THE WHITE HOUSE
Office of the Press Secretary
REMARKS BY THE PRESIDENT AT THE CLOSE OF THE WASHINGTON SUMMIT
International Trade Center
4:25 P.M. EDT
THE PRESIDENT: Hello. I am going to read a statement, and then I have to go, unfortunately, to another appointment. But Secretary Albright, Secretary Cohen, Mr. Berger, General Shelton are going to be available to answer questions.
We came to this summit committed to chart a course for the NATO Alliance for the 21st century -- one that embraces new members, new partners and new missions. Here we committed NATO first to fulfill its mission of collective defense with the ability to meet new security threats; second, to remain open to new allies, and to seek stronger partnership with nations all across Europe, Central Asia, and obviously including Ukraine and Russia.
We've also reaffirmed our determination repeatedly to intensify our actions, military and economic, until we achieve our objectives in Kosovo. On this, the Alliance leaves Washington more united even than it was when we came here.
Meanwhile, we will stand by the neighboring countries that have accepted risks and hardship in support of this effort. If Mr. Milosevic threatens them for helping us, we will respond. And we will work to support democracy and development in the region, so that the forces pulling people together will be stronger than those pulling them apart, and all nations -- including, someday, a democratic Serbia -- can join the European mainstream.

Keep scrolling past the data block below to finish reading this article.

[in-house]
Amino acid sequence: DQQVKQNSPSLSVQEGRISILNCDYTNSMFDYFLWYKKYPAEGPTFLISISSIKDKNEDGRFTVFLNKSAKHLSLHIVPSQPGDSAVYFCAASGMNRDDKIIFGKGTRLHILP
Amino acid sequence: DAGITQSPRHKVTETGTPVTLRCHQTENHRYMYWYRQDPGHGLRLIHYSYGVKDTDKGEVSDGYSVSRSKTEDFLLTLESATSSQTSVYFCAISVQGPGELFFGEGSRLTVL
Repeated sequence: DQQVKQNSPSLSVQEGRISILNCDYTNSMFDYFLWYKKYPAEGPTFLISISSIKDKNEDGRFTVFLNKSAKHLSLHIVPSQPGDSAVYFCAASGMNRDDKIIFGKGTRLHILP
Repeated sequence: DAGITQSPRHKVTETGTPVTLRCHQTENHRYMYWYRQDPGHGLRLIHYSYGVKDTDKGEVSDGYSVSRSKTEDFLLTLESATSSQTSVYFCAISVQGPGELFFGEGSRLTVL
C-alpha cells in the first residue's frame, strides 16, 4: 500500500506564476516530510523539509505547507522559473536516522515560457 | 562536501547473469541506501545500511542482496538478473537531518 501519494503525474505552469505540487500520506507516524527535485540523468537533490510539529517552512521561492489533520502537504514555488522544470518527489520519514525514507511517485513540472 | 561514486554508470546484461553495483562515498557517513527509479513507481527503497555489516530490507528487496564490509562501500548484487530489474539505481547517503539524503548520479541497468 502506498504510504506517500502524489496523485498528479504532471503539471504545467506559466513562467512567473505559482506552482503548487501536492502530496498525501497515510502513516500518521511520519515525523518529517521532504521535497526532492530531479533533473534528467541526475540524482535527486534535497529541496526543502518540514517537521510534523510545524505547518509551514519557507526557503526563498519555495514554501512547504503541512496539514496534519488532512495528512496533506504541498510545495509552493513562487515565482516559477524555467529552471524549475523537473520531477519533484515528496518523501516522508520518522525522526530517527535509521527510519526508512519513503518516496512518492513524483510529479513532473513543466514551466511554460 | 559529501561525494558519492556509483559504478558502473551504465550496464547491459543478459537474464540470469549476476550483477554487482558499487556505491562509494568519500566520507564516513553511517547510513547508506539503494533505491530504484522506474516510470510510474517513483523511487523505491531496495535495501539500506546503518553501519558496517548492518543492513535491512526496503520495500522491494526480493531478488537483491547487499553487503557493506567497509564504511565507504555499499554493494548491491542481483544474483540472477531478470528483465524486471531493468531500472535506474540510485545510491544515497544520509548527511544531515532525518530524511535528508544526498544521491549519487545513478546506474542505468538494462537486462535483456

What NATO did here this weekend was to reaffirm our commitment to a common future, rooted in common humanity. Standing against ethnic cleansing is both a moral imperative and a practical necessity, as the leaders of the frontline states -- who have so much at stake in the outcome -- made so clear to us.
Our vision of a Europe undivided, democratic, free and at peace, depends upon our constructive commitment to the hundreds of thousands of poor refugees, so many men, women and children with no place else to turn, who have been made pawns in a power struggle. It depends upon our ability and our collective commitment after this crisis has past to help all the people of Southeastern Europe build a better future.
In our last luncheon, just a few moments ago, when we had all the members of our Partnership Council there, someone made a joke. He said, look around this room. We have several members of the last Politburo here that the Soviet Union had. And then they were counting up. And then others said, well, we weren't on the Politburo, but we should have been. (Laughter.) And they were laughing.
But they made an important point. There has been this breathtaking explosion of freedom. But the old order has not yet been replaced by a new one, that answers all the legitimate needs of people -- not just for freedom, but also for security and prosperity.
We must be committed to building that kind of future for the people of Central Europe, for the people of Southeastern Europe, and for our other partners, going all the way to the Central Asian states. We cannot expect for people to stop being drawn back to old ways of organizing themselves, even profoundly destructive ways resting on ethnic and religious divisions, unless there is a far more powerful magnate out there before them.
And so we committed ourselves to building that kind of future for all of our allies in the 21st century. When all is said and done, I think people will look back on this summit, perhaps many years from now, and say, that was its lasting value. We looked to the future with a clear vision and made a commitment to build it.
Thank you very much.
END 4:34 P.M. EDT